2) Simultaneous oral and genital herpes occurs from time to time, depending on specific sexual practices. But the timing still is wrong.
3) As discussed above, it would be rare for primary HSV to involve the thigh.
4) Individual canker sores can look a lot like herpes. But initial oral herpes usually has multiple lesions, and the timing still is wrong.
5) Recurrent oral herpes is usually on the lips, not since the mouth or throat.
6,7) Let's not get ahead of ourselves in predicting future symptoms. You need to get to a doctor's office ASAP, i.e. in the next day or two, for professional evaluation and diagnostic testing. As noted above, my bet is on shingles, with (recurrent) genital area HSV as my second choice. PCR tests for both varicella zoster virus and HSV are highly accurate if done when the lesions are fresh, as yours are now. You also could have a blood test to see if you already are infected with HSV-1 or HSV-2.
The other reason for urgency is that if indeed you have shingles, you need to be treated promptly with high doses of one of the anti-herpes drugs, such as valacyclovir. Not only will it help clear up the outbreak faster, prompt antiviral treatment helps prevent post-herpetic neuralgia, which is a common and sometimes very painful consequence of shingles.
FYI, in case you didn't know, herpes zoster (shingles) is a localized recurrence of chickenpox, which almost everyone has in childhood.
I'll be interested to hear how it all turns out after you have been examined and tested. Please return with a follow-up comment and let me know.
You asked for a follow up post, so here goes...
Following your advice I visited a UK GUM clinic within 48 hrs as advised. The Doc examined me and took some routine bloods (for HIV and Syphilis) - standard procedure in a UK GUM clinic I think.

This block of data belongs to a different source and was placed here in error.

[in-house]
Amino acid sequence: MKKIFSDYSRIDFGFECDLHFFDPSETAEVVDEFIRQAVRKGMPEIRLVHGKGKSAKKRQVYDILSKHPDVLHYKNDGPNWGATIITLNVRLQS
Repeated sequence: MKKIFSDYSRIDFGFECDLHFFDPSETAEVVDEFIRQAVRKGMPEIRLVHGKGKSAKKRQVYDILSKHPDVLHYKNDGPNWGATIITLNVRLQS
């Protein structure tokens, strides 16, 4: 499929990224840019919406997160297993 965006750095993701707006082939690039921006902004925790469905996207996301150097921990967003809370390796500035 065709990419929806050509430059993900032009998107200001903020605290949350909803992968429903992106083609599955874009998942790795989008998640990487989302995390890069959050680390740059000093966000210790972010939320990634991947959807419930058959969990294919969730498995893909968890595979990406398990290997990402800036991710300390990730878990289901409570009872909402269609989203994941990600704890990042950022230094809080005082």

She examined the rash and the oral lesion, and said that the rash didn't look like herpes and the oral lesion was too far at the back of the throat to be from giving oral sex to a woman. She also confirmed that the timings were all wrong, as you had said. She didn't think shingles either, but, of course she had the benefit of seeing the rash 1st hand!
She burst one of the blisters and took a swab which went for testing, She said she wasn't quite sure what the rash was but that it didn't look like an STD. She gave a me an anti bacterial/steroidal cream (trimovate) and advised me to try it but stop if it agrevated the rash (as apparently it would make herpes worse if that was the case), I was scheduled for a follow up in a week to get the results.
That was today. All results were negative, and the rash is clearing up. Doc reckoned most likley a common garden bacterial skin infection and no further treatment required.
So, thanks for your help and advice. As ever your scientific approach is very reassuring.
In return, I'll give you some advice... keep up the excellent work, and I recommend you and Doc Hook publish an "Idiots guide to STDs". I'm sure your honest, unbiased and factual advice would make it a best seller and it would put alot of minds at ease plus it would dispel alot of the myths and predjudiced views that circulate the internet re STDs.
A not to technical handbook that explained the facts about transmission, prevention, symptoms etc should be a vital for every boy (and girl) scout's christmas stocking!